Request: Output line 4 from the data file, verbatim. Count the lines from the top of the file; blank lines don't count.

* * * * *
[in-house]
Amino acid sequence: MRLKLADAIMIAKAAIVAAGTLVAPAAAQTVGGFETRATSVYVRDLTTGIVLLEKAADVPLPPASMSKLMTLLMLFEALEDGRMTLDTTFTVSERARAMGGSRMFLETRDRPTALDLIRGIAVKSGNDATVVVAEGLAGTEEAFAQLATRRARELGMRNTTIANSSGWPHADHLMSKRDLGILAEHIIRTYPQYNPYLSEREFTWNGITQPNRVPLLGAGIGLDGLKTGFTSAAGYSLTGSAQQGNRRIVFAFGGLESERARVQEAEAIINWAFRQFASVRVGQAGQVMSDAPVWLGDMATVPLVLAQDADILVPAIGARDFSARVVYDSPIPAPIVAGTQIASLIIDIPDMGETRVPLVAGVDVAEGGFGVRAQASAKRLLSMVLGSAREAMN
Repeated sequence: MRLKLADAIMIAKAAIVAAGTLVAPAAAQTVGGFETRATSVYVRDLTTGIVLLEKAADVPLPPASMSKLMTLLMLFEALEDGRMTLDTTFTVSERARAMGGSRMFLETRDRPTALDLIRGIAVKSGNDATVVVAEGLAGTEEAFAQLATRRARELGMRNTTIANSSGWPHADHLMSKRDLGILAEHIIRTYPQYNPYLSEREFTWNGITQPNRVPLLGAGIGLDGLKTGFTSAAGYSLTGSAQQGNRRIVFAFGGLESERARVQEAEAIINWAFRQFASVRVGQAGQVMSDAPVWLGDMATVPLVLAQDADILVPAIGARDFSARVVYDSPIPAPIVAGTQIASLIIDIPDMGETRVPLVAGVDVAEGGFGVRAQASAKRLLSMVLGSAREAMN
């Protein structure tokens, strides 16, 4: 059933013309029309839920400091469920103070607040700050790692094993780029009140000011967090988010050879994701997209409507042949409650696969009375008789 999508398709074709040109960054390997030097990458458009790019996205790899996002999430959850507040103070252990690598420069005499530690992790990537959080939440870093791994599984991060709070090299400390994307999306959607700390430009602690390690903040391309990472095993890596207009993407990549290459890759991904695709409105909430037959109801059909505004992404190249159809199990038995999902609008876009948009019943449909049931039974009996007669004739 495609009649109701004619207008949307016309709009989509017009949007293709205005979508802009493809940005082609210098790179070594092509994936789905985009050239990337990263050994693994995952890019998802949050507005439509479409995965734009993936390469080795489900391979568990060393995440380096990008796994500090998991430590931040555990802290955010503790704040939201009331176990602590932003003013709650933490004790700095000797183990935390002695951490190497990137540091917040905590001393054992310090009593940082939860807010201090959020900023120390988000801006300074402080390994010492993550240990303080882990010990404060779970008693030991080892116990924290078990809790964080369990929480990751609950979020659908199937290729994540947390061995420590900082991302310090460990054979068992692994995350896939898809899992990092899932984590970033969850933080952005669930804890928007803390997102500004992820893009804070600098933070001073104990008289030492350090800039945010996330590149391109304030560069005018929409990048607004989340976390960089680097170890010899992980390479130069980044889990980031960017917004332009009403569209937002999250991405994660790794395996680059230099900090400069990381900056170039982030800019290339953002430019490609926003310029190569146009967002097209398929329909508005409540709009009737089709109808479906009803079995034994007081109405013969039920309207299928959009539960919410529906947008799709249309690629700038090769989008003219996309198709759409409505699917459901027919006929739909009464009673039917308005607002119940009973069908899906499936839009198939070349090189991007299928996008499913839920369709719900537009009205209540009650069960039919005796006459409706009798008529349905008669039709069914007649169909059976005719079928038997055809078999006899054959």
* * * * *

């Protein structure tokens, strides 16, 4: 059933013309029309839920400091469920103070607040700050790692094993780029009140000011967090988010050879994701997209409507042949409650696969009375008789 999508398709074709040109960054390997030097990458458009790019996205790899996002999430959850507040103070252990690598420069005499530690992790990537959080939440870093791994599984991060709070090299400390994307999306959607700390430009602690390690903040391309990472095993890596207009993407990549290459890759991904695709409105909430037959109801059909505004992404190249159809199990038995999902609008876009948009019943449909049931039974009996007669004739 495609009649109701004619207008949307016309709009989509017009949007293709205005979508802009493809940005082609210098790179070594092509994936789905985009050239990337990263050994693994995952890019998802949050507005439509479409995965734009993936390469080795489900391979568990060393995440380096990008796994500090998991430590931040555990802290955010503790704040939201009331176990602590932003003013709650933490004790700095000797183990935390002695951490190497990137540091917040905590001393054992310090009593940082939860807010201090959020900023120390988000801006300074402080390994010492993550240990303080882990010990404060779970008693030991080892116990924290078990809790964080369990929480990751609950979020659908199937290729994540947390061995420590900082991302310090460990054979068992692994995350896939898809899992990092899932984590970033969850933080952005669930804890928007803390997102500004992820893009804070600098933070001073104990008289030492350090800039945010996330590149391109304030560069005018929409990048607004989340976390960089680097170890010899992980390479130069980044889990980031960017917004332009009403569209937002999250991405994660790794395996680059230099900090400069990381900056170039982030800019290339953002430019490609926003310029190569146009967002097209398929329909508005409540709009009737089709109808479906009803079995034994007081109405013969039920309207299928959009539960919410529906947008799709249309690629700038090769989008003219996309198709759409409505699917459901027919006929739909009464009673039917308005607002119940009973069908899906499936839009198939070349090189991007299928996008499913839920369709719900537009009205209540009650069960039919005796006459409706009798008529349905008669039709069914007649169909059976005719079928038997055809078999006899054959």